Types of Carburetorsby Dennis Hartman
Carburetors were invented in the late-nineteenth century. Since then, carburetor technology has evolved and variations on the original design have been used to produce engines with increased power and efficiency. Today, several distinct types of carburetors exist. Differing in terms of function, complexity and effectiveness, each is appropriate for certain automotive applications.
The function of all carburetors is to blend fuel and air in the proper ratio for combustion in an internal combustion engine. Carburetors work on the principle of static and dynamic air pressure. Known as Bernoulli's principle, this means that as air is drawn into an engine more quickly, its dynamic pressure will increase. A carburetor meters this pressure, and allows the corresponding amount of fuel to mix with the air. Sidedraft and downdraft carburetors have differently placed intakes, though they achieve the same purpose. These differences in design may be due to the positioning of the carburetor near the engine, or to allow for several carburetors to be stacked on top of each other, where they naturally obscure one surface of the next carburetor in line. Placement of the draft is only useful in keeping the intake clear.
Fixed vs. Variable
Most carburetors fall into one of two large headings: fixed choke or variable choke. Fixed choke carburetors are the most common type, particularly for American cars and trucks. They are usually downdraft carburetors. Fixed choke downdraft carburetors use the pressure of the airflow to regulate the intake of fuel, essentially filling in the space through which fuel would otherwise flow. Variable carburetors, also known as "constant depression" carburetors, are different in that they are usually sidedraft carburetors. They use the pressure of the airflow to regulate fuel intake indirectly. Instead of filling the space as in a fixed choke carburetor, airflow pressure in a variable carburetor activates a connecting pin which in turn narrows or widens the fuel jet. In both cases, the result is the same mixture of fuel and air. The pressure of the airflow, as drawn in by the running engine, will be a function of many factors including engine temperature, the temperature and viscosity of the fuel and the quality of the air itself.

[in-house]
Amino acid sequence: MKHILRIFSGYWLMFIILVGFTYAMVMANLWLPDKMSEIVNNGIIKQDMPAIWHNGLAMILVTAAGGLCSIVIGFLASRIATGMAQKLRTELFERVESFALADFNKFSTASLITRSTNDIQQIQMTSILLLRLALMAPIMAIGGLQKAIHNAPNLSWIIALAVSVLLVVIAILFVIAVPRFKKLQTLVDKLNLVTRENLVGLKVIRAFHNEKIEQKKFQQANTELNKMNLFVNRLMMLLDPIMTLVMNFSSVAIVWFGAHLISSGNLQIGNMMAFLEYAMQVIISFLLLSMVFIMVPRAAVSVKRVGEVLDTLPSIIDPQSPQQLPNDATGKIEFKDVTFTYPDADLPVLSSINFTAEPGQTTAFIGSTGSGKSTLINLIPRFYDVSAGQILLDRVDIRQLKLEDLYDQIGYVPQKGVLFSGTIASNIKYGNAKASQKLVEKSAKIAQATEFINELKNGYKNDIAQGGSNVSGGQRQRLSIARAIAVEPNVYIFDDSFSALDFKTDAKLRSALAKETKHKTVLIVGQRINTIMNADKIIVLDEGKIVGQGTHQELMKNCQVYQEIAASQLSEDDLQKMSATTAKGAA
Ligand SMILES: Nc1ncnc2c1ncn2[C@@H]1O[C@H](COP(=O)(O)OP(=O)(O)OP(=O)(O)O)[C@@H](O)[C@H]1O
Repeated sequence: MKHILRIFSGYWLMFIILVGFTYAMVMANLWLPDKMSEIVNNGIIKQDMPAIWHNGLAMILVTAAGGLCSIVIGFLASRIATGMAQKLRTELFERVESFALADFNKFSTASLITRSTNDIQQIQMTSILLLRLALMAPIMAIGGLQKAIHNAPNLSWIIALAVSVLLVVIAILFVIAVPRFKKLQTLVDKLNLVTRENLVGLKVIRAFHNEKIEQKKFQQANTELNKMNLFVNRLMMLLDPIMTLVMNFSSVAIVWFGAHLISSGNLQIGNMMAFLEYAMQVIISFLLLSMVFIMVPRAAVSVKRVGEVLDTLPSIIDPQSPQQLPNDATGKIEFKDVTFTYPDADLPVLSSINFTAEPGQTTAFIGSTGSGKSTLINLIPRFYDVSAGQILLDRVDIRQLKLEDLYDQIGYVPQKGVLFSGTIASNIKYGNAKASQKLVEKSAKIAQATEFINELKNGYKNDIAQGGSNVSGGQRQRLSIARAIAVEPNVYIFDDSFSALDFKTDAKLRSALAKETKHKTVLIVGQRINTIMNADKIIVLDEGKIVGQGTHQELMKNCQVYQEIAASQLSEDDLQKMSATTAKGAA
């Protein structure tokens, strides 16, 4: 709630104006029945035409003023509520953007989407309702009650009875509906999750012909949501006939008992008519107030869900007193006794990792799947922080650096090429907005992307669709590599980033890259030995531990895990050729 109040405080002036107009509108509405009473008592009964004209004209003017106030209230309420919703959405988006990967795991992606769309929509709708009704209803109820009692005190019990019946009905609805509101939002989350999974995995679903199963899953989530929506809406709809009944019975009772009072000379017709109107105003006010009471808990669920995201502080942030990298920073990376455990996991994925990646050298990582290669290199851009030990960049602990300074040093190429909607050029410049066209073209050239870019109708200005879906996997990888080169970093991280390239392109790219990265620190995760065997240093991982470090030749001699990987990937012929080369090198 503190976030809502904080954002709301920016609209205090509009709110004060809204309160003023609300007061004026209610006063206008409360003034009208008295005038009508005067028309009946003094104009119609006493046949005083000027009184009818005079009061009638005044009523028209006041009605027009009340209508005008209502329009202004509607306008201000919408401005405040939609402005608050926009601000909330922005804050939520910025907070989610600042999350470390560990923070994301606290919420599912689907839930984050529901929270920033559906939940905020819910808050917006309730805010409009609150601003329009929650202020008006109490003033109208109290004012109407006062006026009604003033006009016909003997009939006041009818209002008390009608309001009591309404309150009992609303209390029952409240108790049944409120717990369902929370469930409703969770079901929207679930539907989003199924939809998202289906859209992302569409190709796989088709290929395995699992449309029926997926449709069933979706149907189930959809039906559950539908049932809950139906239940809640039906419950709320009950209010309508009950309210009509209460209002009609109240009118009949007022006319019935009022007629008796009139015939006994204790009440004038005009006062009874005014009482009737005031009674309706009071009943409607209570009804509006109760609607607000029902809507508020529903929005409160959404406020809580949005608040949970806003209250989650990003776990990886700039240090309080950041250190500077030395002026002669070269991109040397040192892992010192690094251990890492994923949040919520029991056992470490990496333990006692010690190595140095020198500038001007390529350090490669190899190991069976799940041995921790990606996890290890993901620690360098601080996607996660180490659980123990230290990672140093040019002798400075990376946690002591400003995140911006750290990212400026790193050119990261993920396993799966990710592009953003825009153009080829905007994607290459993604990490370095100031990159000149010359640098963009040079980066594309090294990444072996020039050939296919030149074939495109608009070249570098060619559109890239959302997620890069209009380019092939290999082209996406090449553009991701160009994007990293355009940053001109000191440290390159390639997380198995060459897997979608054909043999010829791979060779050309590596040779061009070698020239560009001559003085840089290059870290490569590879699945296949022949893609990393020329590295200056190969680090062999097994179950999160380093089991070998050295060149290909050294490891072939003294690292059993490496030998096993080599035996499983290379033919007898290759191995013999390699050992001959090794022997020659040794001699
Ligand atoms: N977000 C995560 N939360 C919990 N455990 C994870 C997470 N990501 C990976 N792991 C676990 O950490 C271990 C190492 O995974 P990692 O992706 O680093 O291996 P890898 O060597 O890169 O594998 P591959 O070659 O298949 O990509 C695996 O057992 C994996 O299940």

The most simple carburetors contain a single barrel through which the air flows on its way to the engine's combustion chambers. Multibarrel carburetors may contain two of four such barrels. This allows more air to flow through the carburetor and is especially useful for engines with larger displacements, since more air is needed in the engine at any given time. Most multibarrel carburetors employ a primary barrel which is activated by the throttle, and a secondary barrel (or a series of secondary barrels) that will only be used when more air is needed and the primary barrel is already at capacity (fully open). In some high performance engine configurations, multibarrel carburetors will allow all barrels to open at once, bypassing the graduated opening that is more useful and efficient on most cars in everyday driving. In other instances, multibarrel carburetors may be used to feed air toward two banks of cylinders, as in a V engine configuration. In these cases, the barrels will be identical and there will be no "primary" or "secondary" designations.
Carburetors With Catalysts
Catalytic carburetors make use of a chemical reaction to alter the quality of the fuel as it mixes with the air. Since one of the important jobs of a carburetor is to evenly mix the fuel and air so that the final product for combustion is homogeneous, impurities and variations in fuel pose a challenge to effective carburetion. Catalytic carburetors contain a catalytic metal, such as platinum or nickel, to break down the fuel into its elemental components so that it will mix more evenly. Although carburetors are largely obsolete in modern cars, the technology of the catalytic carburetor lives on in the catalytic converter, which uses metals to break down engine exhaust into less harmful gasses before they are expelled from the vehicle.
Some carburetors in specialty applications allow drivers to control more of the carburetor's operation manually. The largest group of these are carburetors used in aircraft engines, where air pressure variations that arise from the changing altitude may not be fully compensated for by the carburetor's mechanical construction. A pilot-controlled choke allows for an override in cases where more engine power is needed. Another variation on manually controlled carburetors was common on some early motorcycles wide sidedraft layouts. It involved the use of push button known as a "tickler" that would depress the float inside a carburetor, and allow fuel to fill the space inside. This made starting a cold engine easier, but created the risk of flooding the carburetor and spilling fuel on other parts of the engine where it could become a fire danger. Other carburetors have incorporated other forms of manual control for cold starts.